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INNER CIRCLE by Peter Rowan

INNER CIRCLE

By Peter Rowan

Pub Date: March 21st, 2012
Publisher: Amazon Digital Services

In Rowan’s (The Mooring, 2012) modern-day retelling of The Hobbit, a Seattle loner gets recruited by a band of quirky geekerati to help recover a technological treasure.

Bill Bowens just wants a quiet life at home with his books. But when an old friend of his father’s drops by—with some oddly assorted tech-whiz friends—he accepts their offer of an adventurous treasure hunt. They want to recover some intellectual property (considered stolen) they’d developed, now hidden beneath a layer of puzzles and riddles that Bill, they’re sure, is the right guy to solve. The riddles are simple and few, so it’s hard to see why the group needs a puzzle master. Regardless, their quest takes them around Seattle, where solving riddles at certain locations opens a series of back-door entrances leading to the treasure. All of this is overlaid with a thick crust of technospeak that the hero is the first to admit he doesn’t understand; despite endless explanations, readers may not either. Though never made explicit, it will be clear to readers familiar with The Hobbit that this is a retelling of that novel. Spotting the parallels is enjoyable; Bill for Bilbo, Dr. Agon for the dragon, a random-number generator gadget that, like Gollum’s ring, makes the user invisible (to computers, anyway). Rowan worked out the similarities very cleverly; however, a retelling must hold together on its own, and this story bogs down in confusing episodes thick with description but not with action. A simple trip to get coffee at the mall (based on the wargs episode in The Hobbit) goes on forever, with diatribes about yuppies, enormous SUVs and baby strollers, the evils of corporate coffee joints, and pages of explanation about random-number generation. Often, though, any sense of danger or excitement drains away in overwrought wordiness. As unwieldy as the book becomes, Rowan has some wonderful moments: “Woods are beautiful until you know what is in them,” his narrator notes. Still, for a man on a quest, Bill Bowens has a tough time keeping his eyes on the prize.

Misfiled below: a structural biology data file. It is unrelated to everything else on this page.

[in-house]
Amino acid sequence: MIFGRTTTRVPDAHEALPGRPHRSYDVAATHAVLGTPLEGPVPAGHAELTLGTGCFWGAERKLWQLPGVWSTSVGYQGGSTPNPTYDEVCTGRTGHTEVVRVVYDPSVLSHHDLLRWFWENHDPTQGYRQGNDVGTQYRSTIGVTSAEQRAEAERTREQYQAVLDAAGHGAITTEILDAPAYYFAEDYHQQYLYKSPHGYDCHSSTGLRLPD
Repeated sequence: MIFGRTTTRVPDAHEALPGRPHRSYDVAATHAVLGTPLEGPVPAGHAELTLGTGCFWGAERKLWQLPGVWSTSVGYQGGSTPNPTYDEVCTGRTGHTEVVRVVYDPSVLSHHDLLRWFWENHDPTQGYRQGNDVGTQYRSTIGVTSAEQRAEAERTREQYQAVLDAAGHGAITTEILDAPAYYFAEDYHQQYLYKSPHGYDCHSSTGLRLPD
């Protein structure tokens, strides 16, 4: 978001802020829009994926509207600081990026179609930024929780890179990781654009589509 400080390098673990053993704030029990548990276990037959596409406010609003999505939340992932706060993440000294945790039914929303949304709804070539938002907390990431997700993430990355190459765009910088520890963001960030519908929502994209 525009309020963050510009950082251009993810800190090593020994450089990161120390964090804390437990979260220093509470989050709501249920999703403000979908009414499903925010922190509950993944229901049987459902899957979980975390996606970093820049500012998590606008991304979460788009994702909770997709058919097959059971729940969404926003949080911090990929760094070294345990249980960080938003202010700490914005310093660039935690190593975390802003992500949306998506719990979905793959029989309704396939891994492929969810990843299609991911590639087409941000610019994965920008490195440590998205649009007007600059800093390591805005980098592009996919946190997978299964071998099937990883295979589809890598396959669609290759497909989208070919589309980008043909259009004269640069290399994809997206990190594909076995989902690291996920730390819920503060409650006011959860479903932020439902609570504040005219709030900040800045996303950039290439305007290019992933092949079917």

A clever modern-day quest with an unfortunate case of attention deficit disorder.